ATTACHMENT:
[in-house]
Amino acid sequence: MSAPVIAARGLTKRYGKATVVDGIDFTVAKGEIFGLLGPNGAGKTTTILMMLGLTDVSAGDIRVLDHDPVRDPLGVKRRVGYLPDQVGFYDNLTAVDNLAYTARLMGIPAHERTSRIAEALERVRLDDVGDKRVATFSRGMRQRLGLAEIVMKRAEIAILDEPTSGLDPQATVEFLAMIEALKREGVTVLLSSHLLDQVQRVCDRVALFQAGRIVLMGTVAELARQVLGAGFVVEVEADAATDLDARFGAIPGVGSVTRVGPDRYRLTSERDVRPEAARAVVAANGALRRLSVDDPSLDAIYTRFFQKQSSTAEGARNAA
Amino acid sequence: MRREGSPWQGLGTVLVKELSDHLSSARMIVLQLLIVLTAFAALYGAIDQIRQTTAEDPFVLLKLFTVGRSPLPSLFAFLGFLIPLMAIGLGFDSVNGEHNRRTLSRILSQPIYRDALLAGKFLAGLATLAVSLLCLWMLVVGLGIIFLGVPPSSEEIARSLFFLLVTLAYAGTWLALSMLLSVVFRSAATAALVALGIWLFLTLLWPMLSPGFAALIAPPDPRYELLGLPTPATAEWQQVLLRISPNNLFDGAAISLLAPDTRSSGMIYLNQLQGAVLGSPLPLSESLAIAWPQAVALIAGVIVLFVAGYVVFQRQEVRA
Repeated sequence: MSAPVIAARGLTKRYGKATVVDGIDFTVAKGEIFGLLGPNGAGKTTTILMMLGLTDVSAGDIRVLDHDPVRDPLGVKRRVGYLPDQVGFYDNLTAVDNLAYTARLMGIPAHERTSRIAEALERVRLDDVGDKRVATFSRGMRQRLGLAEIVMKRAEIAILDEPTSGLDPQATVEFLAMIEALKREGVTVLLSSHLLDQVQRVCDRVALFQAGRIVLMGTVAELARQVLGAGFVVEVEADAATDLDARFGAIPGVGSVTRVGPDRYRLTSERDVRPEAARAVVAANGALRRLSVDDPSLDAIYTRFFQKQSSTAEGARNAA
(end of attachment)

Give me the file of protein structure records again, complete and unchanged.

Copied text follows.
[in-house]
Amino acid sequence: MSAPVIAARGLTKRYGKATVVDGIDFTVAKGEIFGLLGPNGAGKTTTILMMLGLTDVSAGDIRVLDHDPVRDPLGVKRRVGYLPDQVGFYDNLTAVDNLAYTARLMGIPAHERTSRIAEALERVRLDDVGDKRVATFSRGMRQRLGLAEIVMKRAEIAILDEPTSGLDPQATVEFLAMIEALKREGVTVLLSSHLLDQVQRVCDRVALFQAGRIVLMGTVAELARQVLGAGFVVEVEADAATDLDARFGAIPGVGSVTRVGPDRYRLTSERDVRPEAARAVVAANGALRRLSVDDPSLDAIYTRFFQKQSSTAEGARNAA
Amino acid sequence: MRREGSPWQGLGTVLVKELSDHLSSARMIVLQLLIVLTAFAALYGAIDQIRQTTAEDPFVLLKLFTVGRSPLPSLFAFLGFLIPLMAIGLGFDSVNGEHNRRTLSRILSQPIYRDALLAGKFLAGLATLAVSLLCLWMLVVGLGIIFLGVPPSSEEIARSLFFLLVTLAYAGTWLALSMLLSVVFRSAATAALVALGIWLFLTLLWPMLSPGFAALIAPPDPRYELLGLPTPATAEWQQVLLRISPNNLFDGAAISLLAPDTRSSGMIYLNQLQGAVLGSPLPLSESLAIAWPQAVALIAGVIVLFVAGYVVFQRQEVRA
Repeated sequence: MSAPVIAARGLTKRYGKATVVDGIDFTVAKGEIFGLLGPNGAGKTTTILMMLGLTDVSAGDIRVLDHDPVRDPLGVKRRVGYLPDQVGFYDNLTAVDNLAYTARLMGIPAHERTSRIAEALERVRLDDVGDKRVATFSRGMRQRLGLAEIVMKRAEIAILDEPTSGLDPQATVEFLAMIEALKREGVTVLLSSHLLDQVQRVCDRVALFQAGRIVLMGTVAELARQVLGAGFVVEVEADAATDLDARFGAIPGVGSVTRVGPDRYRLTSERDVRPEAARAVVAANGALRRLSVDDPSLDAIYTRFFQKQSSTAEGARNAA